Taken from Van Zandt County Texas Biographies 1848-1991 Vol. II. Thanks to Kitty Wheeler for the original information and for permission to use it on the web site. The information that is included in this document is transcribed portions of information that appear in the above referenced book. Additions, corrections, comments, complaints and compliments concerning this page should be submitted to Betty Miller and Betty Phillips.
In 1873, the Texas and Pacific Railroad was completed between Marshall and Dallas. Silver Lake was named by railroad men for the silvery appearance of the small lake in the Saline Creek bottom.
The railroad company executives developed this small village six miles east of Grand Saline. They located the major plats near Crockett's Bluff Ferry at a 350 foot elevation, constructed a station, and laid .1555 miles of side tracks. On 7 May 1874, the Texas and Pacific Chief Engineer, Granville M. Dodge purchased a portion of the surveyed area, but failed to file a plat until 5 Mar 1875. Within a year, officials erected a water station supplementing the 24,000 gallon wooden tank previously built on the Sabine.
In 1873, George W. Rice, one of the postmasters, established a store at the railroad stop. Through the years several businesses have operated in Silver Lake. There was also a church and the Silver Lake School was located about a mile southwest on the Canton-Crockett's Bluff road (Fm. Rd. 1255).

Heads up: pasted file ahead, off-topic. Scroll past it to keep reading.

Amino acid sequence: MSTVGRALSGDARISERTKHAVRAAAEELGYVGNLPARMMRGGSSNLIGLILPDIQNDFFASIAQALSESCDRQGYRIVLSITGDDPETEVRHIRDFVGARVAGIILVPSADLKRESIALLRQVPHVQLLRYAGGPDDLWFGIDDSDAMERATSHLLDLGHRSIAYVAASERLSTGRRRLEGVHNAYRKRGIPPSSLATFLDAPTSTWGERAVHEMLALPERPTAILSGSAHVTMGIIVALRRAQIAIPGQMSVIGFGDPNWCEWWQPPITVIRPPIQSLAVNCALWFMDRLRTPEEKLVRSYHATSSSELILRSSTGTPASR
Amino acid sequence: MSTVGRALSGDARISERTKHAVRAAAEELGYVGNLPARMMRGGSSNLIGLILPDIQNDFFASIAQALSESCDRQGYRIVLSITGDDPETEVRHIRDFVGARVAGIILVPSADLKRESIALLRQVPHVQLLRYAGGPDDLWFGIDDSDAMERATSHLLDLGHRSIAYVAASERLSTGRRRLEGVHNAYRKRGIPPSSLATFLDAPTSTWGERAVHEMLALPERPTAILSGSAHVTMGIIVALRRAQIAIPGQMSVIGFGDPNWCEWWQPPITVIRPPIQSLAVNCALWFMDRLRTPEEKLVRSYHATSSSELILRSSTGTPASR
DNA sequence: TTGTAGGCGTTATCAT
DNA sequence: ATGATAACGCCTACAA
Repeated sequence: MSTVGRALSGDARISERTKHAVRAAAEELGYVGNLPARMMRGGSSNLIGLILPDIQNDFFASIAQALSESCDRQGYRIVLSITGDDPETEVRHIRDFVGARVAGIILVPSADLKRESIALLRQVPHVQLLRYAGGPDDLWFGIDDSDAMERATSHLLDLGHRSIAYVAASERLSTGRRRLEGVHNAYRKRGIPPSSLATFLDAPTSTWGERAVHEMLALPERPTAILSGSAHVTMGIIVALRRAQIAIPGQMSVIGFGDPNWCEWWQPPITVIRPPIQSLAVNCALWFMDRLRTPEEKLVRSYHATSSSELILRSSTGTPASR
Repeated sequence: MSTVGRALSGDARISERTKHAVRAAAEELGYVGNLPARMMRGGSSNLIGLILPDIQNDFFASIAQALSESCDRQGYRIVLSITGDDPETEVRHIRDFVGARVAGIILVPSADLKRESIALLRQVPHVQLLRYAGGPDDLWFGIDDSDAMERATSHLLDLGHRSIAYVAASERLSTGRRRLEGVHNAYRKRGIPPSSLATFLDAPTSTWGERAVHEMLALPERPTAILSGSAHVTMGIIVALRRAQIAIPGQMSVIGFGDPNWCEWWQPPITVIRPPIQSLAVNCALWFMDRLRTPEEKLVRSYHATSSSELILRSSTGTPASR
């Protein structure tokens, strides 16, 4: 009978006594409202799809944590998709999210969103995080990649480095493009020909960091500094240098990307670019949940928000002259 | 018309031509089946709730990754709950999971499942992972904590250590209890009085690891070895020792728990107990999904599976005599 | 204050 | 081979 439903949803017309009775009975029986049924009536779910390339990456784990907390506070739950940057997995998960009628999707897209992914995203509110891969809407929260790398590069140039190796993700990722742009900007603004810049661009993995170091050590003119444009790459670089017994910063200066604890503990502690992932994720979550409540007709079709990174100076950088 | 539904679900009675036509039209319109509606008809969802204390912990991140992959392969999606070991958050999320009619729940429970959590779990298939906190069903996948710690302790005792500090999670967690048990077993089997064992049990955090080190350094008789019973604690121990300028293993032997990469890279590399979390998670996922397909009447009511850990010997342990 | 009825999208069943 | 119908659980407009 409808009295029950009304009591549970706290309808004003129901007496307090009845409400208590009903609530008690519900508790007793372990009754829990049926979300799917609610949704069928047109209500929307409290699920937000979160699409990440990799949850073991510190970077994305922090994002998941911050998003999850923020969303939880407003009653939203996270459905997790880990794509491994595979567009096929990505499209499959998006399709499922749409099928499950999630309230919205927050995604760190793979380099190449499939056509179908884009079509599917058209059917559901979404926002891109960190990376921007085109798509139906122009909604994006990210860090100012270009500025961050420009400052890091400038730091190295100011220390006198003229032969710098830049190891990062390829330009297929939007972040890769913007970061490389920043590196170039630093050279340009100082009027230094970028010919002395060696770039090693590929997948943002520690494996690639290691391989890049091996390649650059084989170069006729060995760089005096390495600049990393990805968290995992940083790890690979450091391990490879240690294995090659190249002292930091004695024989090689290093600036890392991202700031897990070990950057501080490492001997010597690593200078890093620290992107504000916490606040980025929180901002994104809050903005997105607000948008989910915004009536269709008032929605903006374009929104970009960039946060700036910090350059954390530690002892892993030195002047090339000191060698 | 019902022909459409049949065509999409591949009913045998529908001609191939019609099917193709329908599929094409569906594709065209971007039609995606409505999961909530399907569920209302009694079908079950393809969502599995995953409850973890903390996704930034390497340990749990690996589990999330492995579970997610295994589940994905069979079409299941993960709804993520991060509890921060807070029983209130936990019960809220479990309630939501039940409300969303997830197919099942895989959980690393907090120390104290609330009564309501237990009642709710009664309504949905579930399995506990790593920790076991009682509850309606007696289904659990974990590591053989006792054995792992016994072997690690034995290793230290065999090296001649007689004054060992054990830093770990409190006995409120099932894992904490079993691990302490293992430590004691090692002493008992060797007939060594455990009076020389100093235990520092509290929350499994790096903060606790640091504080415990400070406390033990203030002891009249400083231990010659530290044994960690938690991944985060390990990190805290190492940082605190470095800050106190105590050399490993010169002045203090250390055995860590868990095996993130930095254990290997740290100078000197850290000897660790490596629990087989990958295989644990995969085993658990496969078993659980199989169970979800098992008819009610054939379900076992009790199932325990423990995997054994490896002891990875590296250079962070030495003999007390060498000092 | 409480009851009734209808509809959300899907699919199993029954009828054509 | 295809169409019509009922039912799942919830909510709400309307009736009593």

During the summer of 1874 a Silver Lake Citizen discovered coal in Van Zandt County. While digging a well along the railroad near Silver Lake, he uncovered a five-foot thick layer of slate. After further excavation he unearthed a vein of "very superior quality coal." Within two days speculators purchased the surrounding 6,000 acres.
In april 1901, George W. rice contracted wity Byron Alexander of Grand Saline to erect a brick business house on Silver Lake. No doubt at one time the citizens of Silver Lake were looking forward to the successful development of their city.
Dr. William Alexander Allen served the people in a wide area around silver lake for many years. He was born in Monroe Co., Mississippi, 25 Dec 1842, but moved with his father to Texas in April 1852. Recalling old settlers in the community he named in 1904 the following: John Chrestman, C. Padgett, Jim Hutton, Wm. Tankersley, and Joe Cox.
In 1867,he began the practice of medicine. This after serving in the Confederate Army during the Civil War. he studied medicine under private tutorship and later took lectures in four different schools. He acquired as much as 500 acres of land around his home and had bermuda grass, stock, fruit and other farming activities carried out on his farm. His home was two and a half miles from Silver Lake, on the T. and P. Railway.
Travel was extremely hard in the earlier days. Especially during the rainy season when it was almost impossible. for this reason, one can be certain the residents of Silver Lake were greatly pleased when finally in 1932, Highway 15 (now Hwy. 80) was completed with concrete pavement reaching from the Smith Co. line to the Kaufman Co. line.
There are a few businesses in the Silver Lake area now, but the city as it once was is no more.